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Get the reporting, research and analysis behind on-air stories straight from the CNN Medical Unit, led by chief medical correspondent Dr. Sanjay Gupta.

Breast is best, but many new moms stop too soon

    • CDC: Fewer than a third of women breastfeed infants for longer than three months
    • Many breastfeeding moms also supplement with formula
    • Lowest breastfeeding rate among young, unwed, undereducated, poor, rural moms
  • Bottom Line: The American Academy of Pediatrics recommends breastfeeding exclusively for the first six months
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Breastfeeding is believed to protect against SIDS, ear and respiratory tract infections and even obesity.

Breastfeeding is believed to protect against SIDS, ear and respiratory tract infections and even obesity.


A CDC data analysis from 2000-2004 shows nearly three-quarters of new mothers are breastfeeding their babies. But federal officials say they're quitting too soon, and using infant formula too often. The survey shows that less than a third of new moms are feeding their babies exclusively breast milk at three months after birth. At six months, just 11 percent are feeding only breast milk. Infant formula doesn't do the same job of protecting babies against diseases or childhood obesity.

Questions and answers

What do breastfed babies get that formula-fed babies are missing out on?

Elizabeth Cohen, CNN Medical Correspondent: Well, the benefits to babies who are exclusively breast fed are protection against things such as SIDS, respiratory tract infections, ear infections, even childhood obesity, according to a more recent study. And moms benefit too. Moms who breastfeed have a lower risk of developing type 2 diabetes, ovarian cancer and breast cancer.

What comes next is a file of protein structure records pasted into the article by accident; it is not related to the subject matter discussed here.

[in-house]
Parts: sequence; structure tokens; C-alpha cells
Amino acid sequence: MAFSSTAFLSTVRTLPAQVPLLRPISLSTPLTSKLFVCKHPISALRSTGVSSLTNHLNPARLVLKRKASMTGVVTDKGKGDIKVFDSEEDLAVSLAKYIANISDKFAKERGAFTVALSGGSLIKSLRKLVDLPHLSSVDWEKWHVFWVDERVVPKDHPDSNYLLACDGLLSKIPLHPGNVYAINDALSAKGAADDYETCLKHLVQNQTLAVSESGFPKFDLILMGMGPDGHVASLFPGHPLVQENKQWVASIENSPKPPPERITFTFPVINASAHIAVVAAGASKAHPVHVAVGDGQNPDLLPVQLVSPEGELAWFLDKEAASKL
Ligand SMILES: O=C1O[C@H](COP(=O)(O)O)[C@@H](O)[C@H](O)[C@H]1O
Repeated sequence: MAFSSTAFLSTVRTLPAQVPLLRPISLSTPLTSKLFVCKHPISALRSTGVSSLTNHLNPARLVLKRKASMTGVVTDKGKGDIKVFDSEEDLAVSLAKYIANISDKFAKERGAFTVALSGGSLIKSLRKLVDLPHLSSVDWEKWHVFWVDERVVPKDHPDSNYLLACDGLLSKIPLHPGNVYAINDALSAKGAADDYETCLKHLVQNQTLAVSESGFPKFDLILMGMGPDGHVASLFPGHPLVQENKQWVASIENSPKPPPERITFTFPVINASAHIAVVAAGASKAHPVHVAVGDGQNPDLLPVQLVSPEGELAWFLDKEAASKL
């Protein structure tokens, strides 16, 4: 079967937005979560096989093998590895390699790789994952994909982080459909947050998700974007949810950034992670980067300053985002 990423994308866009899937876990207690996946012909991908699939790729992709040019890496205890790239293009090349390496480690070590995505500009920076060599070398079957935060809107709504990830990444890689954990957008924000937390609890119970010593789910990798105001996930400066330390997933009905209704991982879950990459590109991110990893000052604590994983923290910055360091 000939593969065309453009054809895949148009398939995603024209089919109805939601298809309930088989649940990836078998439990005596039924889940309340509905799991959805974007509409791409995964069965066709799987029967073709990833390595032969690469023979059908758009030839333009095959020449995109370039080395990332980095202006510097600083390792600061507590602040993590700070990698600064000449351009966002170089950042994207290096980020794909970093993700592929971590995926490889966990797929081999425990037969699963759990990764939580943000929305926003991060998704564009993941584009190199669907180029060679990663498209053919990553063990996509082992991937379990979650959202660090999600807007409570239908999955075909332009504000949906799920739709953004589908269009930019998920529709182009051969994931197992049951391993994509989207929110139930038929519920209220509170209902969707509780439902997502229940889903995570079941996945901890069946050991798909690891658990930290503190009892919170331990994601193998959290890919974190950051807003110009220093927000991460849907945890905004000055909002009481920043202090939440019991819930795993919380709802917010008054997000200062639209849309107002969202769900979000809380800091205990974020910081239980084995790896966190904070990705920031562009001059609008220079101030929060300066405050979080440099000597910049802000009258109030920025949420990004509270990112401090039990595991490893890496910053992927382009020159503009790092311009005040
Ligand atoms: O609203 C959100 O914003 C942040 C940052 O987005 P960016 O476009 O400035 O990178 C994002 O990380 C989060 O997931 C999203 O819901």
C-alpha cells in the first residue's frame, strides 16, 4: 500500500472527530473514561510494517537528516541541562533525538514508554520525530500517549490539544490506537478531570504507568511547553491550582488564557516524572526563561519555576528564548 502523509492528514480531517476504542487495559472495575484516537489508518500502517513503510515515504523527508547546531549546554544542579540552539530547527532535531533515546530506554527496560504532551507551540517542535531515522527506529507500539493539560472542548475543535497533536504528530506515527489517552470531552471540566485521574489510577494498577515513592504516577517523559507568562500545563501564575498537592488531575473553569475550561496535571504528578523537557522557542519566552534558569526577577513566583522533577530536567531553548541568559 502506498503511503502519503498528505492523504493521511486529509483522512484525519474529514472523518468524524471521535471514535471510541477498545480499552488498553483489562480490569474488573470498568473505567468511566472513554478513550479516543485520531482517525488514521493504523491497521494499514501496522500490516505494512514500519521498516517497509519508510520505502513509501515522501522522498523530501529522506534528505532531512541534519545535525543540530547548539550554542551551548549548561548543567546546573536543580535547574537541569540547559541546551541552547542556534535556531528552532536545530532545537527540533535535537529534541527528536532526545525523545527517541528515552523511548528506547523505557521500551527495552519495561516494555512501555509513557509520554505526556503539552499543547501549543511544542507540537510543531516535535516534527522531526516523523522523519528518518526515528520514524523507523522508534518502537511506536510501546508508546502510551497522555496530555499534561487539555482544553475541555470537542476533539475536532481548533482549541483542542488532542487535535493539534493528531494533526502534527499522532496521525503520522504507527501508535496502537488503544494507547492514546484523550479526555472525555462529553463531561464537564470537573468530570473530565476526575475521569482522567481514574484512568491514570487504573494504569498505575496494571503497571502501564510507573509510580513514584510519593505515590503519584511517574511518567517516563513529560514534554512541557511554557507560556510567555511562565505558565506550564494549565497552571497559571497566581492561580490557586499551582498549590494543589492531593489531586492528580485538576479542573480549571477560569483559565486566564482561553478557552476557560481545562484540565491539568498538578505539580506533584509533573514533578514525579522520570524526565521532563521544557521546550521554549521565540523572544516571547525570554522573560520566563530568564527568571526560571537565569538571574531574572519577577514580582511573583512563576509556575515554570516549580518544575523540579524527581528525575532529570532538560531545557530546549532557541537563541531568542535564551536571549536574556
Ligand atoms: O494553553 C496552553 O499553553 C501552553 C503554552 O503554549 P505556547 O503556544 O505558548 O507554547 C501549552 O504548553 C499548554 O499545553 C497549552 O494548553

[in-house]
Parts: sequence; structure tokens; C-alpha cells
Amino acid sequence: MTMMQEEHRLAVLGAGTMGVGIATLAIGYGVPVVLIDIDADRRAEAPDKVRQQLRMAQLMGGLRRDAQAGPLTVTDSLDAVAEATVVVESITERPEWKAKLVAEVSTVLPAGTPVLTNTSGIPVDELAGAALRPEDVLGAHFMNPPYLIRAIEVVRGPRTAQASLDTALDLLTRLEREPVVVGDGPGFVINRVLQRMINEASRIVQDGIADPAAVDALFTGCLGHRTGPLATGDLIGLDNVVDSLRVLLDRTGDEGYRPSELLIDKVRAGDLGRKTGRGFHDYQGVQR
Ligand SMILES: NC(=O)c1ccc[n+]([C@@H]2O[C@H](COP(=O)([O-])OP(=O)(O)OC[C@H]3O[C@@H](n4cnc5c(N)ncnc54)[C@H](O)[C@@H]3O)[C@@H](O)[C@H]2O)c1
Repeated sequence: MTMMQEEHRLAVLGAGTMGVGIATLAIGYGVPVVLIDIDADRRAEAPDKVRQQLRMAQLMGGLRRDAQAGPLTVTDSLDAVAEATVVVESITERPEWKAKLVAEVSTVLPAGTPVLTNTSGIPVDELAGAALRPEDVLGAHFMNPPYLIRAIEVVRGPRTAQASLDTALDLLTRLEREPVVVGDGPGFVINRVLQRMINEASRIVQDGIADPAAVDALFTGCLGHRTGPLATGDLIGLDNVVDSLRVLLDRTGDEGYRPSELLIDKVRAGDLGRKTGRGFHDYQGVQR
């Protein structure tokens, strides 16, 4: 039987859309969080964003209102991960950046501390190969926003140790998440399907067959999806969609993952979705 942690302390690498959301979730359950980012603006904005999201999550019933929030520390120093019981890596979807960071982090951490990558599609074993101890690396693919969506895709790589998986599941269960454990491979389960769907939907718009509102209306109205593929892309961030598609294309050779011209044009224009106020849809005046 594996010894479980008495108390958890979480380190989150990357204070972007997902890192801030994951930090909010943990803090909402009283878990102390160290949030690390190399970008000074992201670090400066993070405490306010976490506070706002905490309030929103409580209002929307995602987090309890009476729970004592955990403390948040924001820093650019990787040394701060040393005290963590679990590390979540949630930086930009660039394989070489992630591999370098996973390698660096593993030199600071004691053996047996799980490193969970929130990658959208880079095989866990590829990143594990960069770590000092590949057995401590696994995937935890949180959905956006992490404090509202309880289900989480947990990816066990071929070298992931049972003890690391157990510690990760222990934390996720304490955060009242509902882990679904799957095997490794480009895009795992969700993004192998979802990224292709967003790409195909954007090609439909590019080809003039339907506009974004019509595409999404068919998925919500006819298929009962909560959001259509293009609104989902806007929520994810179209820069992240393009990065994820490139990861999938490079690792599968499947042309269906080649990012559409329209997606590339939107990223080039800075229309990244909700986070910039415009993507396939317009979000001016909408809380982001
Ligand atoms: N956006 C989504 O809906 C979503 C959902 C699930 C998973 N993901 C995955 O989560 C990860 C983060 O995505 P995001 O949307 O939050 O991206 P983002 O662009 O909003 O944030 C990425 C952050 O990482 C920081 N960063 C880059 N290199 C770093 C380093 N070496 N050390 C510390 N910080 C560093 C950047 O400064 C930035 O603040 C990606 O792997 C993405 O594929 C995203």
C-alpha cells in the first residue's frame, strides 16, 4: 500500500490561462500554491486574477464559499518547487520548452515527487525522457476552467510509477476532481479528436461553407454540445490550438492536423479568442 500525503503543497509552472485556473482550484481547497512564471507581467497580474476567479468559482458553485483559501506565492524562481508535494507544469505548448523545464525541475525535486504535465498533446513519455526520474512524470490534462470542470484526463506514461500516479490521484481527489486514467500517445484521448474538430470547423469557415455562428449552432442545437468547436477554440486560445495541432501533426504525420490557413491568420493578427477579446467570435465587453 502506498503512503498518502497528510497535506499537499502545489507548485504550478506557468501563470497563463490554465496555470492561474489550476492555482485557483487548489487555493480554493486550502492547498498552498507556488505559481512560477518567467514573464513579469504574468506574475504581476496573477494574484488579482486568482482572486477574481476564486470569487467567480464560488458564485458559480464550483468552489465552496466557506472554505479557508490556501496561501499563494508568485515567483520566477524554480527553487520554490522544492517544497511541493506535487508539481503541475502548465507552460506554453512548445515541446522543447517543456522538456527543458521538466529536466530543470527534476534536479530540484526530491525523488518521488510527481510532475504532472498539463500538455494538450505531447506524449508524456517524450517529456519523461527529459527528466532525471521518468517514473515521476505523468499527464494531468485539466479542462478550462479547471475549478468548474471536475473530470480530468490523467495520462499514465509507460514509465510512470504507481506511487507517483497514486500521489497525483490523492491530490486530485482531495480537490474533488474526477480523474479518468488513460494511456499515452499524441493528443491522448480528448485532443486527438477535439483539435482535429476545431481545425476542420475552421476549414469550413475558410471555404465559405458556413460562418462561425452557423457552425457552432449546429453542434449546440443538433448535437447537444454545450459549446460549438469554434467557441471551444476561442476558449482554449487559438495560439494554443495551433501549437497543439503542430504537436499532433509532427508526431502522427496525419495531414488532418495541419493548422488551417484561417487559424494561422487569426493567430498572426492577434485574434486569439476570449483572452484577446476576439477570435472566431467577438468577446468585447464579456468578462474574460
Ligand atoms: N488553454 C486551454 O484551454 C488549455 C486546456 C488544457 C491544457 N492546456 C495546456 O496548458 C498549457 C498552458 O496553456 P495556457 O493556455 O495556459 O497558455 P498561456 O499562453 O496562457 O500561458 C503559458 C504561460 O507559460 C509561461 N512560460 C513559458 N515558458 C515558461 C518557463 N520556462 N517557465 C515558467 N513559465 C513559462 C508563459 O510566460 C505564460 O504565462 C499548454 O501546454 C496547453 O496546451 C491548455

Who isn't breastfeeding and why not?

Cohen: One thing the analysis found is that moms who live in rural areas, who are not as educated, who are poorer or who are unmarried are less likely to breastfeed. Also, African-American moms breastfeed in lower numbers than whites or Hispanics.

The message may not be getting out to some communities, some may believe formula is just as good as breast milk or maybe some moms are working and it makes it harder to breastfeed.

The American Academy of Pediatrics offers these breastfeeding recommendations:

- Exclusive breastfeeding for approximately the first six months, and support for breastfeeding for the first year and beyond as long it is as mutually desired by mother and child

- Mother and infant should sleep in proximity to each other to facilitate breastfeeding

- Self-examination of mother's breasts for lumps is recommended throughout lactation, not just after weaning

- Support efforts of parents and the courts to ensure continuation of breastfeeding in cases of separation, custody and visitation

- Pediatricians should counsel adoptive mothers on the benefits of induced lactation through hormonal therapy or mechanical stimulation

- Recognize and work with cultural diversity in breastfeeding practices

- A pediatrician or other knowledgeable health care professional should evaluate a breastfed newborn at 3 to 5 days of age and again at 2 to 3 weeks of age to be sure the infant is feeding and growing well

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